I’m a very strange computer scientist. See, I’m minoring in Government. I tell people that it’s because I find both systems to be orderly. I think to some extent, that is very true. But there is a second reason, and both reasons play equally into today’s topic. The second reason is that both systems allow people to protect and exercise their freedoms.
Think about that for a moment: While government is certainly a form of order, it also allows people to be *dis*orderly, so long as they do it within the bounds of the law.
In that way, I think, government is similar to the digital world. I often find myself frustrated by compilers, by errors in programs, and by limitations of protocols (same-origin policy, I’m looking at you), but despite those limitations to the power of computers, these machines allow an entire class of people to be freer than they would have otherwise.
How the Revolution Happened
So, I’m going to try and bring government to you computer people out there. I’ll do it in a very simple way: A history lesson. Namely, about the birth of America.
America, some might say, was born when the Declaration of Independence was signed and sent out to the world, declaring that we were free, and that we hated England’s king. Then, we fought a war. Some claim America was born when we won that war. Finally, we signed a document that organized a government for the 13 colonies–or, as they were now to be known, the 13 states.
But that document, as many are not aware, was *not* the Constitution. It was called the Articles of Confederation.
The Articles set up a very loose federal government to complement, but not to supercede, those of the states. This system, they argued, would preserve local control over local matters, and leave the federal government to deal with federal issues–things like new states joining the union, war debts, and defense of the states. Really, under the Articles, America wasn’t a country at all, but a set of countries that were allied very closely.
Then, it turned out, that plan didn’t work. There was, for about ten years, a rash of rebellions, riots, and absuses of power in the states. There was very little money in the federal government, so the war debt from the Revolution wasn’t getting paid off. The states were all issuing their own currencies, too, so inflation was out of control and almost no interstate commerce would happen, since everyone had different money.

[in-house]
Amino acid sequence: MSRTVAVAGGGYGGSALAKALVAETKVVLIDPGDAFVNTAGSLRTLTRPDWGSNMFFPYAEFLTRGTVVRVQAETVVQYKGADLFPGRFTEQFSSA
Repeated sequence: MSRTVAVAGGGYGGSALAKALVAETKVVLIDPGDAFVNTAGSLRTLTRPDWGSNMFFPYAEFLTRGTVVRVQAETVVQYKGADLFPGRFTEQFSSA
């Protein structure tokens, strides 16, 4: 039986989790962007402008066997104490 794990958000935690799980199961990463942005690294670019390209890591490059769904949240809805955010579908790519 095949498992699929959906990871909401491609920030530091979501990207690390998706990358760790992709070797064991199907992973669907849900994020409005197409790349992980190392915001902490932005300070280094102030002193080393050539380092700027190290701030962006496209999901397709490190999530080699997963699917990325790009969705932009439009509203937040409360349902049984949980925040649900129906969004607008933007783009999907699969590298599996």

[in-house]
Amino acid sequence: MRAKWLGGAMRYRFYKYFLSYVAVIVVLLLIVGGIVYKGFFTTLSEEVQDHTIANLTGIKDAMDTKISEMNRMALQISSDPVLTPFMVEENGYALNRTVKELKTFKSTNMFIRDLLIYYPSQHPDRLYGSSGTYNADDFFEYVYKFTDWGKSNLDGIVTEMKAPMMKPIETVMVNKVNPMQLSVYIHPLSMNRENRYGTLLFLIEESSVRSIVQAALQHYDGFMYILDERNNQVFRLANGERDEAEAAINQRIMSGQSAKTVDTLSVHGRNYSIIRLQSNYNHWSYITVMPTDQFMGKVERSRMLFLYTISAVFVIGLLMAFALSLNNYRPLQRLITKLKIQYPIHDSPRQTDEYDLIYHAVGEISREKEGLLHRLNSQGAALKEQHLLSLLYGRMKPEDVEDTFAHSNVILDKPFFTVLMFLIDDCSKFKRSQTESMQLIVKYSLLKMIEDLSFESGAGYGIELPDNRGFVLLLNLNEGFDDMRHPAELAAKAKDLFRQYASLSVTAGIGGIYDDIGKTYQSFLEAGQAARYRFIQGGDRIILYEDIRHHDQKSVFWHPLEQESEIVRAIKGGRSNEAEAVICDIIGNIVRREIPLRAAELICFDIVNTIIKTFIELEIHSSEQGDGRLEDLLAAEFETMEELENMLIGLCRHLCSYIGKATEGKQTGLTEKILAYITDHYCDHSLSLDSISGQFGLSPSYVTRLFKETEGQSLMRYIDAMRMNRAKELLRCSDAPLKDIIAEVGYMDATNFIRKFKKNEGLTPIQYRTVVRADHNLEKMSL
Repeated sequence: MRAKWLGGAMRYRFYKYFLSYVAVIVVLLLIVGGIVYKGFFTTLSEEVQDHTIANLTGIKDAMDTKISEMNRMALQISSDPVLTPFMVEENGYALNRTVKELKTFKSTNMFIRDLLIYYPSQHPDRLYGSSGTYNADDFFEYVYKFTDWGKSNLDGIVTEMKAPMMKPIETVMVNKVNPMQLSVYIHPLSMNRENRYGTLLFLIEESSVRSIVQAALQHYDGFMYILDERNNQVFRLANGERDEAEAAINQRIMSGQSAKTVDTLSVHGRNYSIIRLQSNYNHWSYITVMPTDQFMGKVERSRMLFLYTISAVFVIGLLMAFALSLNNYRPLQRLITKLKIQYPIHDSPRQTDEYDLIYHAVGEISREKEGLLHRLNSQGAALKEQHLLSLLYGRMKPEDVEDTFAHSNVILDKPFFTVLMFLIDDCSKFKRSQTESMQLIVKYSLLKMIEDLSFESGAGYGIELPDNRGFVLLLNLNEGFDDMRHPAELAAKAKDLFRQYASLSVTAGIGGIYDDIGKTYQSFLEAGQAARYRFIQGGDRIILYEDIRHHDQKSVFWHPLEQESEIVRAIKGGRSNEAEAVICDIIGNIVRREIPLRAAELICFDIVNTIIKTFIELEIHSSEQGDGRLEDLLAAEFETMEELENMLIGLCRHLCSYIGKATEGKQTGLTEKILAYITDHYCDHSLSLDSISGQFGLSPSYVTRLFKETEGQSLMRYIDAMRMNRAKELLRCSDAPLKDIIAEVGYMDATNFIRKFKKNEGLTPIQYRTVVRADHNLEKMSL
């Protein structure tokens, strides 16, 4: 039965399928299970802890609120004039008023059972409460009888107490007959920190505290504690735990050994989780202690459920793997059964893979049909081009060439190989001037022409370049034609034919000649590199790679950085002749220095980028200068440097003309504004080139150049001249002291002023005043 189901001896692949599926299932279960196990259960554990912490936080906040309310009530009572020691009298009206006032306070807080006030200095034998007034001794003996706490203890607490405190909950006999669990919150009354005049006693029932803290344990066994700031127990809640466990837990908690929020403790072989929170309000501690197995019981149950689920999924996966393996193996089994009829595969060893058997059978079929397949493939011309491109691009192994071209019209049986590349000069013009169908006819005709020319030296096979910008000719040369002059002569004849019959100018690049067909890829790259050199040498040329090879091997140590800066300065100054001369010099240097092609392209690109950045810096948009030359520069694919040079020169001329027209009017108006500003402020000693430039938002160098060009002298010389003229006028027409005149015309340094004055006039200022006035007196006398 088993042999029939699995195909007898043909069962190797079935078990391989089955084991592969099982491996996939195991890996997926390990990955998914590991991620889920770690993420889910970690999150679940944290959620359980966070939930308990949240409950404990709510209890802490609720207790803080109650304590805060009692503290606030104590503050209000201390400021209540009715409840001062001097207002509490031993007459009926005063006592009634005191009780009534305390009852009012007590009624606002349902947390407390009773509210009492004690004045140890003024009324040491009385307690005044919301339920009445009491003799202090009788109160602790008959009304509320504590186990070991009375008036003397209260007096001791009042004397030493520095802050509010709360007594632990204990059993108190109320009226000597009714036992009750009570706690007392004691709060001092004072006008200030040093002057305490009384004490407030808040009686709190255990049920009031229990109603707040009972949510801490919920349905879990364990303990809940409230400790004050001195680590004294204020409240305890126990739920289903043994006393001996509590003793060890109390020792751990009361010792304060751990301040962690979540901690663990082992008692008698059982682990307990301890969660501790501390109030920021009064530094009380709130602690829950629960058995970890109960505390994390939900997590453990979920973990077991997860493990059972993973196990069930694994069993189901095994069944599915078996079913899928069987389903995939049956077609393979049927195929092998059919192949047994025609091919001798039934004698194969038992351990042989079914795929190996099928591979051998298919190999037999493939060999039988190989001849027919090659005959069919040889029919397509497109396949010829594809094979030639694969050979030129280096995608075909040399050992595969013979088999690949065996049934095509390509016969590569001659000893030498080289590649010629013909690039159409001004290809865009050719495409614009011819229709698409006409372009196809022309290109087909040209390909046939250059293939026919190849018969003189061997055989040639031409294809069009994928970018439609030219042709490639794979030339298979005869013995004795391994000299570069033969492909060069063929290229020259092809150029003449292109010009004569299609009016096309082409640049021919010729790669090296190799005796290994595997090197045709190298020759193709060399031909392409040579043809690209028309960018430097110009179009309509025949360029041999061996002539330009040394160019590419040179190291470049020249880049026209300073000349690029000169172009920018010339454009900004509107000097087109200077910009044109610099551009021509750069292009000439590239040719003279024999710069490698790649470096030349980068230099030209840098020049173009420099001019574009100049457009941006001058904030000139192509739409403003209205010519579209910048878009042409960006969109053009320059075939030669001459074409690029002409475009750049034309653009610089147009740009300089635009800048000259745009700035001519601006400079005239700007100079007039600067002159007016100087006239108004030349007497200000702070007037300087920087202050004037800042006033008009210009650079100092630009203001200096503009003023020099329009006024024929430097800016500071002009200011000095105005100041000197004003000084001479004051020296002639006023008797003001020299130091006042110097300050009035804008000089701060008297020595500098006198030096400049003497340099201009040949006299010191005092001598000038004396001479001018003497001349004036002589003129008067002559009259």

Finally, a group of men gathered in convention to try and rewrite the Articles. They swore to avoid a new system at all costs, but promised to give the federal government a new set of powers that would preserve the new nation’s integrity, and its coffers.
But, of course, those men didn’t just rewrite the Articles. They threw that document out in favor of a new one, called the Constitution. That document had a far stricter set of rules with regards to how the government was set up, and how everyone was to do their part. It ensured the fair representation of each state in the federal structure, and, under the Bill of Rights, explicitly preserved the freedoms of individuals.
Many historians will be rather cynical about the reasons for all of these happenings. First, they will say, the rich land-owners in the colonies didn’t want to pay taxes to Britain at all–never mind whether or not they were represented–so they stirred up revolution in the new world. Then, those same land-owners were assaulted and robbed by the very democracy they helped to erect, and wanted further protection. They realized that order and taxes were necessary in such a large system as a nation.
How the Revolution Needs to Happen
As we all know, this is a blog about technology, so I will stop chatting about history.